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June 2020 - Tellwut’s survey of over 2,500 North Americans found that 14% of people do not feel comfortable returning to the grocery store even with health and safety protocols in place. 

This change to both sides of the food industry, restaurants and grocery stores, indicates a drastic switch in our means of consumption, as many people will choose to avoid public situations, and instead opt for different services to have the food directly brought to them. 

This change is indicated in the data Tellwut collected that 17% of respondents who never ordered in from restaurants prior to COVID-19 have begun doing so, and 13% plan on continuing to do so. 

Of the people who began ordering groceries, 7% say they will continue to exclusively use online delivery services. This likely comes from a mix of fear over COVID-19, and a new understanding of the ease and affordability of online delivery services. Consumers were forced to switch over, and once making the change, came to prefer the services. 

With stay-at-home measures, how and what we consume has drastically shifted, as our previous accessibility to certain restaurants and grocery stores has been altered. In order to regain the consumers the two once had, they must implement numerous health and safety protocols, not only to satisfy government regulations, but in order to maintain their existing base. 

Even with health and safety protocols, 14% of people say they will still not feel comfortable returning to grocery stores. This doesn’t indicate so much a problem for grocery stores, but instead displays the growing relevance of online grocery delivery services, as people will be searching for alternatives to going to busy stores.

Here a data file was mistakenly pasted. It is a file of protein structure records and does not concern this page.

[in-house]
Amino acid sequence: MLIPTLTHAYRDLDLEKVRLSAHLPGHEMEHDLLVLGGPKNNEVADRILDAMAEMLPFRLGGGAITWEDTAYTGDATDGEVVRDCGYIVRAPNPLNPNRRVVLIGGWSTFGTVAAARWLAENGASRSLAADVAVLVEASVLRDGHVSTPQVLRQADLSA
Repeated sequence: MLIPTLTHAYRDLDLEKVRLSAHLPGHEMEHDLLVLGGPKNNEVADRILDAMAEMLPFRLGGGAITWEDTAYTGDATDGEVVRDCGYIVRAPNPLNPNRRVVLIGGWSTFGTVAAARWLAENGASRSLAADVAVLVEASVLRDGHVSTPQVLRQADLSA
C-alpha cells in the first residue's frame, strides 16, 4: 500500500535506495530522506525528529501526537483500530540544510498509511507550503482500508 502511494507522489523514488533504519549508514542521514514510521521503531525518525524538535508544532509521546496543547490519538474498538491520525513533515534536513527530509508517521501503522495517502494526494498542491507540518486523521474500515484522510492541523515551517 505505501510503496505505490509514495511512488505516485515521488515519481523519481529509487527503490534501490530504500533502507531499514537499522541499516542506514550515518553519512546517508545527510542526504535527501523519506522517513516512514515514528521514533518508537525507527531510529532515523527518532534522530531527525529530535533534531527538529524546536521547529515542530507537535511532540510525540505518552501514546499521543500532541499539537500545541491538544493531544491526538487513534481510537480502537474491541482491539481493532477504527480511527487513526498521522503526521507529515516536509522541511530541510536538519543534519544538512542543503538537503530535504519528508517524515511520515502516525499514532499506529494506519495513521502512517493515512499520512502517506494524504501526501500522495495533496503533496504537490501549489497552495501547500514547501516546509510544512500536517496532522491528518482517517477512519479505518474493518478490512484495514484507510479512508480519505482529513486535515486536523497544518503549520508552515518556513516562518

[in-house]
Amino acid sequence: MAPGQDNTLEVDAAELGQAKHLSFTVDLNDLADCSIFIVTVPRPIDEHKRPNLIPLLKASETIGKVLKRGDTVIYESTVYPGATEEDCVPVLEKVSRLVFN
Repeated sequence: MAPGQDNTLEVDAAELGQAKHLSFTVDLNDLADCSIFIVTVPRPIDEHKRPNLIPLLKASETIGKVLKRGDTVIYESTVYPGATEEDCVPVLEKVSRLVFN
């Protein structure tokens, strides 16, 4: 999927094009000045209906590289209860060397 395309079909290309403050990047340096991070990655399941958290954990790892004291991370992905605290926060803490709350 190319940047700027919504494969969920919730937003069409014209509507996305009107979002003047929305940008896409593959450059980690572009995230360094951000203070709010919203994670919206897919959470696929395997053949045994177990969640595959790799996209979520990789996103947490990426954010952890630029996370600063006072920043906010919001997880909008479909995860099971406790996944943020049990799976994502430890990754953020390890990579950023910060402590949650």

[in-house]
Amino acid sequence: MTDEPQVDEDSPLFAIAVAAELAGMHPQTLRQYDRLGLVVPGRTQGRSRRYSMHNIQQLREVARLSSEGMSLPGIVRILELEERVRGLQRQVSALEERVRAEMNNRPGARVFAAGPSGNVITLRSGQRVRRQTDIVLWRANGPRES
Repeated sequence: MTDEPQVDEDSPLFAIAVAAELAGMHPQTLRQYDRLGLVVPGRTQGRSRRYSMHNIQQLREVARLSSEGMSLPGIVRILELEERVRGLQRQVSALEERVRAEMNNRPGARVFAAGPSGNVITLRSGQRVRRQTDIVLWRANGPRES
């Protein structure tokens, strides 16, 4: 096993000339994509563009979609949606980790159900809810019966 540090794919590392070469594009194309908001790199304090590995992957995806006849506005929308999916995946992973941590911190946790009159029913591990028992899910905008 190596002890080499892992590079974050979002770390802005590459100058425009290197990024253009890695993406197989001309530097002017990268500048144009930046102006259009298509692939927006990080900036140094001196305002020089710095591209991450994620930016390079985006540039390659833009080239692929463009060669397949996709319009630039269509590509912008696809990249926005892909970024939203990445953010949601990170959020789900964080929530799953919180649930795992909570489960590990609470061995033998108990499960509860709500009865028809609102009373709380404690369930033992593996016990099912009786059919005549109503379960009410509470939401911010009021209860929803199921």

Prior to returning to the grocery store, the most common demand is distancing controls, workers wearing masks, and capacity restrictions. The respondents hinted toward similar health and safety regulations for restaurants too, including frequent sanitization of furniture. Despite the instatement of these regulations, both grocery stores and restaurants will still lose a portion of their clientele. 

Of Tellwut survey respondents, 23% regularly ordered in prior to COVID-19, and of that 10% plan to order in from restaurants more often following the end of stay-at-measures. This presents a growing facet of revenue for restaurants, and a growing reliance on delivery services such as Uber Eats and SkiptheDishes. 

17% of people who said they never ordered in from restaurants prior to the pandemic, stated that they have been ordering-in at least once a month during stay-at-home measures. 13% believe they will continue this trend even following the end of the pandemic and social distancing regulations.

According to Tellwut’s survey respondents, eating habits have not faced much of a change as a result of the pandemic. 59% stated that their habits had not changed during the stay-at-home measures. Just over 20% notice that they were eating healthier as a result of the pandemic with a variation in level, and 20% found themselves eating less healthy. This displays slight changes, but what people are eating seems to be continuing as usual, with slight variations. 

Overall, the food industry will face immense changes to how we consume and receive the food we eat, but not so much a change in what we are eating. People will likely avoid busy grocery stores and restaurants, but this is supplemented by an increased use in delivery services. Our habits have shifted slightly, but will likely balance out. COVID-19 will indefinitely change how we view crowded social situations, and so will change how we consume food, but that does not mean that restaurants and grocery stores will be obsolete, it just hints toward a transformation to how we consume.

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